I recently read an article in the New York Times about excess deaths in Sweden during the coronavirus outbreak. As opposed to many of its neighbors, Sweden did not do a general lockdown; instead, it (controversially) strove to systematically develop herd immunity. However, current data suggest that excess deaths (the number of deaths above the usual number) in Sweden are higher than many of its neighbors that enacted early, stricter lockdowns.
I’m pleased to announce that ggdag 0.2.0 is now on CRAN! ggdag links the dagitty package, which contains powerful algorithms for analyzing causal DAGs, with the unlimited flexibility of ggplot2. ggdag coverts dagitty objects to a tidy DAG data structure, which allows you to both analyze your DAG and plot it easily in ggplot2. Let’s look at an example for a causal diagram of the effect of smoking on cardiac arrest.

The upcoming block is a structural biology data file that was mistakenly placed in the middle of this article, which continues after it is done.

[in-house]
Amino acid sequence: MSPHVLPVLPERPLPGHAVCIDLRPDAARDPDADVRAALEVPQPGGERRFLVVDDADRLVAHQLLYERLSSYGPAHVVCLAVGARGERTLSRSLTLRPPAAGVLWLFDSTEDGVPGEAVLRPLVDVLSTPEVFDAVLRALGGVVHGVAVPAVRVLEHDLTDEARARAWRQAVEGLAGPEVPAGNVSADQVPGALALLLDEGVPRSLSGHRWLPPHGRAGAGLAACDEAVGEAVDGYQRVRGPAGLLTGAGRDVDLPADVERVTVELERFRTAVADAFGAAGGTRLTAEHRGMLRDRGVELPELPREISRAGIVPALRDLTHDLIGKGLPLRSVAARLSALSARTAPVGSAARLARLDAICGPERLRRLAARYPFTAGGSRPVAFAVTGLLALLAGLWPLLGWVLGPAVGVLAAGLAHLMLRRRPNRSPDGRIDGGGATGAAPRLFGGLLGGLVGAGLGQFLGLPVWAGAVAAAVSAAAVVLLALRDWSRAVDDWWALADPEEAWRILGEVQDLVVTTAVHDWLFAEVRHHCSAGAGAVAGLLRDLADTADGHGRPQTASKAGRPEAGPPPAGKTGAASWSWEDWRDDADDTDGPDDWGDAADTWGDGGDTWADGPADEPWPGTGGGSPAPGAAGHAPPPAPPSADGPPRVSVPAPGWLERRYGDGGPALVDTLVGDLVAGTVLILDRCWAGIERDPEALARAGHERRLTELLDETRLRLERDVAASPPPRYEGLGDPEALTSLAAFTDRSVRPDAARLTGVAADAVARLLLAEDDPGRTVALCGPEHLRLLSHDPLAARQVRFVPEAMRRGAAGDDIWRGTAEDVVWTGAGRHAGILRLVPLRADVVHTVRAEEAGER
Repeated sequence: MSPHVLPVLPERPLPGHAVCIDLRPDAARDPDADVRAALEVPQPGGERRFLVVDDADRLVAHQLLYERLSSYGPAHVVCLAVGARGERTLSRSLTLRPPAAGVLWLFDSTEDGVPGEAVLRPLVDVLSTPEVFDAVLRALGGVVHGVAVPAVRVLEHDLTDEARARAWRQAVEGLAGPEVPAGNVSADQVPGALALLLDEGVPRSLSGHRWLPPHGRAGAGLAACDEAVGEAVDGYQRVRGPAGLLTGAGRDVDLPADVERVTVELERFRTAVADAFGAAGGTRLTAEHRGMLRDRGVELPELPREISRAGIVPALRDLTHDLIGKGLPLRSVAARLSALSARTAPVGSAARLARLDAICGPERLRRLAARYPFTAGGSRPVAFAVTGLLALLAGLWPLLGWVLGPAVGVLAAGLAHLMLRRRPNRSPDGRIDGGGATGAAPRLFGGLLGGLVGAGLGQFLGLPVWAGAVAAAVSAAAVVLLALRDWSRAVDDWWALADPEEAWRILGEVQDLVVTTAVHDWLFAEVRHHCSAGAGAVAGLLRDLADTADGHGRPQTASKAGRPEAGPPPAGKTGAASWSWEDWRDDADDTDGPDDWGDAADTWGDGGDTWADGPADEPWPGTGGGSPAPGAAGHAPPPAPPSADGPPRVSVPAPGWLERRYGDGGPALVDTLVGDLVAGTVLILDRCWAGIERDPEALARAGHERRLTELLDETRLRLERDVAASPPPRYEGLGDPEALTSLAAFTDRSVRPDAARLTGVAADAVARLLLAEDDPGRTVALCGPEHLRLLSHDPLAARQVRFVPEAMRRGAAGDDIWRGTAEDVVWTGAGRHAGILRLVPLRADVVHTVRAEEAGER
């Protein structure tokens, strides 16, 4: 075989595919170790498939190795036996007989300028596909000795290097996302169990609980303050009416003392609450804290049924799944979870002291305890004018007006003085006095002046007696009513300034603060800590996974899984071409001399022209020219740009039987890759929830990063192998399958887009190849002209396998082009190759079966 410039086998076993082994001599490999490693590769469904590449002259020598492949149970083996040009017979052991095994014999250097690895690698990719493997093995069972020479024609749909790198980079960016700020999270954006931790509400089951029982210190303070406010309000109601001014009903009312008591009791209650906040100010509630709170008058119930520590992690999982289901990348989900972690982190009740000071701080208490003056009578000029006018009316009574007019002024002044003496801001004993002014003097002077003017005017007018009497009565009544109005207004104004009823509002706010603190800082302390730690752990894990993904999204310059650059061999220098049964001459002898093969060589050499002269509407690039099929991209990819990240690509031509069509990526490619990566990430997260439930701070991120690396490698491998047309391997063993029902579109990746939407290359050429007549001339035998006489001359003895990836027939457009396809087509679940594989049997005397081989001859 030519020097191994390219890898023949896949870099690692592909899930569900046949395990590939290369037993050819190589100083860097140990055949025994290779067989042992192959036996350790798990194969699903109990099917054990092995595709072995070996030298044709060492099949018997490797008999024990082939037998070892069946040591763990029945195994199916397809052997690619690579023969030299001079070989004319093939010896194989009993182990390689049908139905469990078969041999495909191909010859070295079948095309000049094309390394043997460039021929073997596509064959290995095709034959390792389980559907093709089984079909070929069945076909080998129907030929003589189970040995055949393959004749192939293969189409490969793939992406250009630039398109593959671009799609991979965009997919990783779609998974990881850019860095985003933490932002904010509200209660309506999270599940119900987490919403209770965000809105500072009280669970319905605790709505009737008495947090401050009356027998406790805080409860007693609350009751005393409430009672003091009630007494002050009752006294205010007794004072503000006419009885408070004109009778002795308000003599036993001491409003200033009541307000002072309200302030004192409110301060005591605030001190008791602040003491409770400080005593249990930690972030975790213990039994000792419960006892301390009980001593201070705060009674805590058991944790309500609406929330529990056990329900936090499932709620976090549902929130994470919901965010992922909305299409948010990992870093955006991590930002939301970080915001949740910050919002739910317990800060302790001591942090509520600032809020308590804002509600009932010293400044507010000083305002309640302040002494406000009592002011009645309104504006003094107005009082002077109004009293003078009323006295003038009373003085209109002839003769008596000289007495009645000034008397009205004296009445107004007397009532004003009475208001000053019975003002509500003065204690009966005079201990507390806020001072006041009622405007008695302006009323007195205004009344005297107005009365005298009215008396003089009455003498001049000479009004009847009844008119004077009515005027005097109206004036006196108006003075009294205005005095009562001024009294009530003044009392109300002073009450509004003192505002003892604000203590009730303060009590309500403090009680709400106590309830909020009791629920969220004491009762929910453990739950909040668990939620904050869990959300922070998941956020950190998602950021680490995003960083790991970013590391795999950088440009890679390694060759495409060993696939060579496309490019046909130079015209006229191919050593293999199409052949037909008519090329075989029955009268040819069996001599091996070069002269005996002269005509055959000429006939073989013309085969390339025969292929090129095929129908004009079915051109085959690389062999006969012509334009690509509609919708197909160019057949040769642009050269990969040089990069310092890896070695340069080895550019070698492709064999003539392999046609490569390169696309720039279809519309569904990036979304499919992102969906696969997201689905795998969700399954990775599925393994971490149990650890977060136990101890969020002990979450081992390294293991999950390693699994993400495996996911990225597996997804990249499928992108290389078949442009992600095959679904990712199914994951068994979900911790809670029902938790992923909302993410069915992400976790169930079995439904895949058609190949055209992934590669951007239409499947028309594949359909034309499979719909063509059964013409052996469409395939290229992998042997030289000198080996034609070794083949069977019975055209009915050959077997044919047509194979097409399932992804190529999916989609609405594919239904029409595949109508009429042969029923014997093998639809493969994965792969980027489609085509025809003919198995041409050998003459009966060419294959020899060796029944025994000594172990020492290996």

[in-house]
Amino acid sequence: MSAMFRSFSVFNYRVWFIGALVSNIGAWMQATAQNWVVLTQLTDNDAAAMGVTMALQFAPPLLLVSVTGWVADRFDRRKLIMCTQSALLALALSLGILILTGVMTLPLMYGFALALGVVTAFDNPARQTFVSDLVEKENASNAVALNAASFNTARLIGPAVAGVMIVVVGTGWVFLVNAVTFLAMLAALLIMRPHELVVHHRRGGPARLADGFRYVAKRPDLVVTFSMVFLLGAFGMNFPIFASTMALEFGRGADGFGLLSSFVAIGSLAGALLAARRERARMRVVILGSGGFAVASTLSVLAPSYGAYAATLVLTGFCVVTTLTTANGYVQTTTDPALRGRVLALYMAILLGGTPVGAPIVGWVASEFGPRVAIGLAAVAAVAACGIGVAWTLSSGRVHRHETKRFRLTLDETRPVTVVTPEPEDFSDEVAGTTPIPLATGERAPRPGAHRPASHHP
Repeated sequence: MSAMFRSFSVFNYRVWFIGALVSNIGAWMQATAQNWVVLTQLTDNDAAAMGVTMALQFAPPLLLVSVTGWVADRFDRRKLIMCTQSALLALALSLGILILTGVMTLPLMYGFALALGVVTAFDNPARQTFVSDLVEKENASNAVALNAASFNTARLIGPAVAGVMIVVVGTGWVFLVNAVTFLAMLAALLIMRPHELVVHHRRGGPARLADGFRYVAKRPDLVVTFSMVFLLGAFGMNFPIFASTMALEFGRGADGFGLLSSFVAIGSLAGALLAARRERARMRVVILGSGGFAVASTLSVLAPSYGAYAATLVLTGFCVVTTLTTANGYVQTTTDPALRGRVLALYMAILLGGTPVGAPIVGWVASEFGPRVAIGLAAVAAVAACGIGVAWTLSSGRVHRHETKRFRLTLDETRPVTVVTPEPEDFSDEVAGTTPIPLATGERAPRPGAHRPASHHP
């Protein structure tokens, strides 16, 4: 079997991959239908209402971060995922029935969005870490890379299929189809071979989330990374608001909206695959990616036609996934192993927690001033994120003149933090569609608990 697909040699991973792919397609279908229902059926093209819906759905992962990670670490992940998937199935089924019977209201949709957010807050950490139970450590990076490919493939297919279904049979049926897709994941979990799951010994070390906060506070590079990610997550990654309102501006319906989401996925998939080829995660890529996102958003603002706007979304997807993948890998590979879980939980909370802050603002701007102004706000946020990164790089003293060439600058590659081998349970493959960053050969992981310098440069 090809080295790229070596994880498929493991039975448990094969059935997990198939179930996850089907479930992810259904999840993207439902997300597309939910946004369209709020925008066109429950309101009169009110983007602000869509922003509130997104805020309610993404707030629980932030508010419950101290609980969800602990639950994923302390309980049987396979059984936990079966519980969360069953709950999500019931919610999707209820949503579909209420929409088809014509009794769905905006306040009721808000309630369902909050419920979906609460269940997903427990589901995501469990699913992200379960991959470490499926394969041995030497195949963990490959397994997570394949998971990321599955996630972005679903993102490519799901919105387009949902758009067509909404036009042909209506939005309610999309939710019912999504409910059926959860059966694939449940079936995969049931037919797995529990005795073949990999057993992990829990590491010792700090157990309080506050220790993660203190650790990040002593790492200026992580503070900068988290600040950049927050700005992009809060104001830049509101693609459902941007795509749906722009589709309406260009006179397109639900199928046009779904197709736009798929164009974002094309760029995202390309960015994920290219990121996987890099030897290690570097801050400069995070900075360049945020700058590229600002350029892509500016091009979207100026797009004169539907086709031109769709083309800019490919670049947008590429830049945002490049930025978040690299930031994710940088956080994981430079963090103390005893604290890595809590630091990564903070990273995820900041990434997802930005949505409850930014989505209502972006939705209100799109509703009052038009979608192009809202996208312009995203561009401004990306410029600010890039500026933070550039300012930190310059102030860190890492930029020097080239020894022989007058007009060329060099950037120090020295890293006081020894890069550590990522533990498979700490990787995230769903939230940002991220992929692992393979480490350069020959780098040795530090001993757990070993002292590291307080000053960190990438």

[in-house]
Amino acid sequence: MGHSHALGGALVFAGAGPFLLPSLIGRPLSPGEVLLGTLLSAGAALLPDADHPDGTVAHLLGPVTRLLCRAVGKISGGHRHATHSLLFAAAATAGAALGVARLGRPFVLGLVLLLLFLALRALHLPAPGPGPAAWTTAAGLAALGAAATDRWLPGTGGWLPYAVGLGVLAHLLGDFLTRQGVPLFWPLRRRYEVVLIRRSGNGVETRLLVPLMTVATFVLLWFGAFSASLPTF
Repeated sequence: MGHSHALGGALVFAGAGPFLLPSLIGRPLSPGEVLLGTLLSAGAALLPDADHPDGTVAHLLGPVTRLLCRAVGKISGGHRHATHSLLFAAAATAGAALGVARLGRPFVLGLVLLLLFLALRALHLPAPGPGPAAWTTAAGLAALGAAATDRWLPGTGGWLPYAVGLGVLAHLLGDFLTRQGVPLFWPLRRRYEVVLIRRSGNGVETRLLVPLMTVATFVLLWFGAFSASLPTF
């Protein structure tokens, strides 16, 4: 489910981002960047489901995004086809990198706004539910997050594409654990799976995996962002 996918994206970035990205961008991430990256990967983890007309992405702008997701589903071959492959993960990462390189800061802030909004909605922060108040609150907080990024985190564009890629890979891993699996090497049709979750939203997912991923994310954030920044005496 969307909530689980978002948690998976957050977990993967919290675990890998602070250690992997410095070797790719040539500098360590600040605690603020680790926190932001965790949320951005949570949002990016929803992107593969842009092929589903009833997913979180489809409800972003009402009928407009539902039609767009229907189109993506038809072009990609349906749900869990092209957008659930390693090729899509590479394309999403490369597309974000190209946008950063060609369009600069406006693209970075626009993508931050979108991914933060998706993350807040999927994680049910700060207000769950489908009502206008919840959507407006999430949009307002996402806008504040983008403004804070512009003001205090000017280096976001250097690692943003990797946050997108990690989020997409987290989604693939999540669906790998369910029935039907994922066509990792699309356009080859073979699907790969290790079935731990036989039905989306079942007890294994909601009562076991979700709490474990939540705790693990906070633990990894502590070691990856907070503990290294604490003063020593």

I’m pleased to announce the release of ggdag 0.1.0 on CRAN! ggdag uses the powerful dagitty package to create and analyze structural causal models and plot them using ggplot2 and ggraph in a tidy, consistent, and easy manner. You can use dagitty objects directly in ggdag, but ggdag also includes wrappers to make DAGs using a more R-like syntax:
# install.packages("ggdag") library(ggdag) dag <- dagify(y ~ x + z, x ~ z) %>% tidy_dagitty() dag ## # A DAG with 3 nodes and 3 edges ## # ## # A tibble: 4 x 8 ## name x y direction to xend yend circular ## <chr> <dbl> <dbl> <fct> <chr> <dbl> <dbl> <lgl> ## 1 x 6.